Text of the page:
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Preparing for the Unexpected ...

Internationally Known

Preparing for the Unexpected ...

Vacations should be relaxing, but sometimes they're not.  Any suggestions as to what steps one takes to prepare and mitigate for medical, political, or otherwise 'unforseen' problems while traveling?  I have saved to the Cloud images of my more important documents (passport, insurance papers) but I'm wondering what I'm not thinking of?  I would welcome all thoughts and suggestions!

12 Replies
Internationally Known

Re: Preparing for the Unexpected ...

I used to carry photocopies of insurance, credit & debit cards to have customer service phone numbers & account info in case of loss. But now I entered all that info into "secure notes" within Lastpass password manager so I don't worry about carrying paper copies which could also be stolen. I can access the notes from laptop or phone if necessary. I just hope Lastpass is as secure as they say it is! 

Internationally Known

Re: Preparing for the Unexpected ...

1. Depending upon where you are going, you might want to check out the STEP site. STEP is the Smart Traveler Enrollment Program (a free service) to allow US citizens and nationals traveling and living abroad to enroll their trip with the nearest US Embassy or consulate.

2. When you book your flight, you can include an emergency contact name & phone.

3. Online with USPS you can set dates to put a hold on your mail and the date you want delivery to resume.  

4. If you need shots, check the CDC site. Costco has low prices. Your local health department will be even less expensive.

5. Pay bills in advance.

6. Call Credit Card company & let them know when & where you will be going. Make sure you have a "no foreign transaction fees" type of card. Sometimes your card will need a chip in order to work at certain ticket kiosks and other places.

7. Call or visit your bank and find out their policy for ATM withdrawal fees. Negotiate with them for 5 free (since you have been a good customer) and get it in writing.

8. Set one or two interior lights on a timer.

9. Leave a house key with a neighbor or hide one.

10. Give a family member or friend your itinerary (hotel #s, flight, train info)

11. Bring adaptors or email your hotel in advance to see if they have one available.

12. Bring extra battery & charger for camera & extra memory card.

13. Find out if you can use your phone overseas, and if there is an extra cost involved. Bring your charger.

14. Turn off the water supply to your house. If you return home after dark, use the light on your cell phone to find your way to this location so you can turn it back on.)

15. If you have electric shutters on your house, leave the manual crank handle with a neighbor or hide it behind some bushes (if you live in hurricane land and think you might return home to find no power).

16. Pack some chapstick and some chocolate, a can of peanuts or pistachios.

17. Cold medicine is NOT available in countries like the Netherlands. Bring some along.

18. Some countries (Untied Arab Emirates for one) demand certain documentation for prescription meds and some over the counter meds, make sure you understand their policy on whatever you plan to bring.

19. Make sure your contact info is inside AND outside of your luggage. Even if you check your bags unlocked for the flights, bring along locks & keys for locking things up at the hotel.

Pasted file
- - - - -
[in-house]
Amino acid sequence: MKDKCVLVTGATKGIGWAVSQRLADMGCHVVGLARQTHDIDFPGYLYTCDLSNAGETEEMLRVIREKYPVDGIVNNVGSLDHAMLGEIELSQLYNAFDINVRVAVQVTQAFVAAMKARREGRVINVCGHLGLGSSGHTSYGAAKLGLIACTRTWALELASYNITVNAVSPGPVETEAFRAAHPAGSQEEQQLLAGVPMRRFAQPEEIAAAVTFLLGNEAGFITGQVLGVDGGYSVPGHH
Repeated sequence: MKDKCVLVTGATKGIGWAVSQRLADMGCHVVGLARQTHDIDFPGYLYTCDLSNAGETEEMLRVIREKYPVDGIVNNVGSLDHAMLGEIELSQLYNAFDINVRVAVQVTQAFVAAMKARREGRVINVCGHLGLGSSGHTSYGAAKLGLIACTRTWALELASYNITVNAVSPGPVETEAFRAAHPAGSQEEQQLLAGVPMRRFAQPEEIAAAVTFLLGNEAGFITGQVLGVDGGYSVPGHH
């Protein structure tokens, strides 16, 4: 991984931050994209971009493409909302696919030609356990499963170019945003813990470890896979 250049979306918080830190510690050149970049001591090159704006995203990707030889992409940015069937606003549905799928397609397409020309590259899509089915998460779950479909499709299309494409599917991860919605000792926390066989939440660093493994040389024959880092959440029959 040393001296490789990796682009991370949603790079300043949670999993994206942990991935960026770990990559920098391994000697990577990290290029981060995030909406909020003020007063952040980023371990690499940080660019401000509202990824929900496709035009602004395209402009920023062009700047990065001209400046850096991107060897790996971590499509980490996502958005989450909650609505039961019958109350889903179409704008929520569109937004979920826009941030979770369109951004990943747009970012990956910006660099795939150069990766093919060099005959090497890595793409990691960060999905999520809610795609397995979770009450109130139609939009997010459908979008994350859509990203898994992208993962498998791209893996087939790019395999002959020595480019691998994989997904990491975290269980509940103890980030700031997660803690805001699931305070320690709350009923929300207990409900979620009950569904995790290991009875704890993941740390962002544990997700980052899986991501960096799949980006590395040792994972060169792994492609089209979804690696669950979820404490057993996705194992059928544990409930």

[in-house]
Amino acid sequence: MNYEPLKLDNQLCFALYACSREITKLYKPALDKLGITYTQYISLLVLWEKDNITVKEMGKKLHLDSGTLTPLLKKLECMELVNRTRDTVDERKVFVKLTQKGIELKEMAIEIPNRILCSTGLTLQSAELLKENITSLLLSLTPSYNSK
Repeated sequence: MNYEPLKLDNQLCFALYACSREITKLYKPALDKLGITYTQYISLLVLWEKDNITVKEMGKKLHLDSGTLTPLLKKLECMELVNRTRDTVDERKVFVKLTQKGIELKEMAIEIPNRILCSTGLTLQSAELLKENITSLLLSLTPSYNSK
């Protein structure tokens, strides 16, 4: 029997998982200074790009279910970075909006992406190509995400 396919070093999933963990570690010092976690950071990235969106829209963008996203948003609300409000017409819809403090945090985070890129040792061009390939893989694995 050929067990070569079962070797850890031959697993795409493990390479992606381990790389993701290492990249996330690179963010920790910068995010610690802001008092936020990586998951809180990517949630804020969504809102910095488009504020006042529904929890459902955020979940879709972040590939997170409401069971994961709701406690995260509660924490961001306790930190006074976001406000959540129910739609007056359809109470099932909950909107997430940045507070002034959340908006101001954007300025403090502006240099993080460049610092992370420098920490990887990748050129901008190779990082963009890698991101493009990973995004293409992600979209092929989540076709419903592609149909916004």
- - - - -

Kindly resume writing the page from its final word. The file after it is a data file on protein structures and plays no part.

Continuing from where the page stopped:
20. Pack your makeup/toiletries in your carryon. And think about what else you might need if you have a connection that cancels and you need to spend a night somewhere.

21. Carryon bag size on US flights is different than on international flights, check with your carrier to see their policy.

22. If you are celebrating a special occasion (birthday, anniversary, first trip, whatever, email the hotel and let them know. They may surprise you will a very nice treat or comp something like breakfast).

23. Bring your own headphones, the ones the airlines hand out are not so good.

24. Kick off your shoes and put on some cozy socks on the flight.

25. Do not bring any gel pens on the flight. They will leak big time. Ballpoint pens only!

26. Ask your hotel for legal size envelopes to keep receipts in for each country. You never know when you willl need them. (Once, our 1st class train ride turned into coach and when I got home and emailed the receipt in we were reimbursed in full!)

27. Some hotels will let you "status match".  See if it applies to you, and take care of it before you leave for your trip.

28. Leave your expensive jewelry at home. The small diamond ring I wear when I travel is a fake.

29. If you plan to use a self-serve laundromat, bring along some pods.

30. Coordinate your clothes so you can layer and mix or match.

31. I like to thrown in a large bar of soap instead of the tiny size at most hotels.

32. After your pack, remove half of the clothes in your suitcase and add twice as much cash to your wallet and bring some small bills for tips, not all $20s from the ATM!

 

 

RJean
Internationally Known

Re: Preparing for the Unexpected ...

RJean, that’s a great list you put together!

 

When it comes to the most important documents, I carry two USB sticks in the shape of a key with me all the time. I have attached them to my car and home keys , so I never have to worry about fire, hurricanes, break-ins or other unforeseen circumstances when I am not home.

 

One point I would like to add. Don’t trust hotel safes. They can be opened in a heartbeat by anyone, just check out some YouTube videos on this issue.

Because of this, we always bring two indestructible bags with us when we travel. Once at our accommodation, we attach them with the help of a long cable and pretty indestructible locks to a heavy piece of furniture, a pipe from a heater, a bed frame  or whatever we can find that can’t be easily carried away.

The bags are made out of a special material with multiple layers that can’t be cut open or ripped apart.